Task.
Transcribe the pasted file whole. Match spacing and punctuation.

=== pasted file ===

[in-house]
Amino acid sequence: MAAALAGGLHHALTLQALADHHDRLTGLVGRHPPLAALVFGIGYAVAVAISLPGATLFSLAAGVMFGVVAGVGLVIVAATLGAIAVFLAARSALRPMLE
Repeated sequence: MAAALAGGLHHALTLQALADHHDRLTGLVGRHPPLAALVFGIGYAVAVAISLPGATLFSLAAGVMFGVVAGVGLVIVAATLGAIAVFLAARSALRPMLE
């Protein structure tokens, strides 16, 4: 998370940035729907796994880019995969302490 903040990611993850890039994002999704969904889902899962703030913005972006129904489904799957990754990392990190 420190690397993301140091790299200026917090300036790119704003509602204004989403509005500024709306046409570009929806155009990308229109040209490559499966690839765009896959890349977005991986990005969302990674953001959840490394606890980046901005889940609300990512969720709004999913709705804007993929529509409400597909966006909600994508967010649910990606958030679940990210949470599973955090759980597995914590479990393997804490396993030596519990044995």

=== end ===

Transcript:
[in-house]
Amino acid sequence: MAAALAGGLHHALTLQALADHHDRLTGLVGRHPPLAALVFGIGYAVAVAISLPGATLFSLAAGVMFGVVAGVGLVIVAATLGAIAVFLAARSALRPMLE
Repeated sequence: MAAALAGGLHHALTLQALADHHDRLTGLVGRHPPLAALVFGIGYAVAVAISLPGATLFSLAAGVMFGVVAGVGLVIVAATLGAIAVFLAARSALRPMLE
């Protein structure tokens, strides 16, 4: 998370940035729907796994880019995969302490 903040990611993850890039994002999704969904889902899962703030913005972006129904489904799957990754990392990190 420190690397993301140091790299200026917090300036790119704003509602204004989403509005500024709306046409570009929806155009990308229109040209490559499966690839765009896959890349977005991986990005969302990674953001959840490394606890980046901005889940609300990512969720709004999913709705804007993929529509409400597909966006909600994508967010649910990606958030679940990210949470599973955090759980597995914590479990393997804490396993030596519990044995």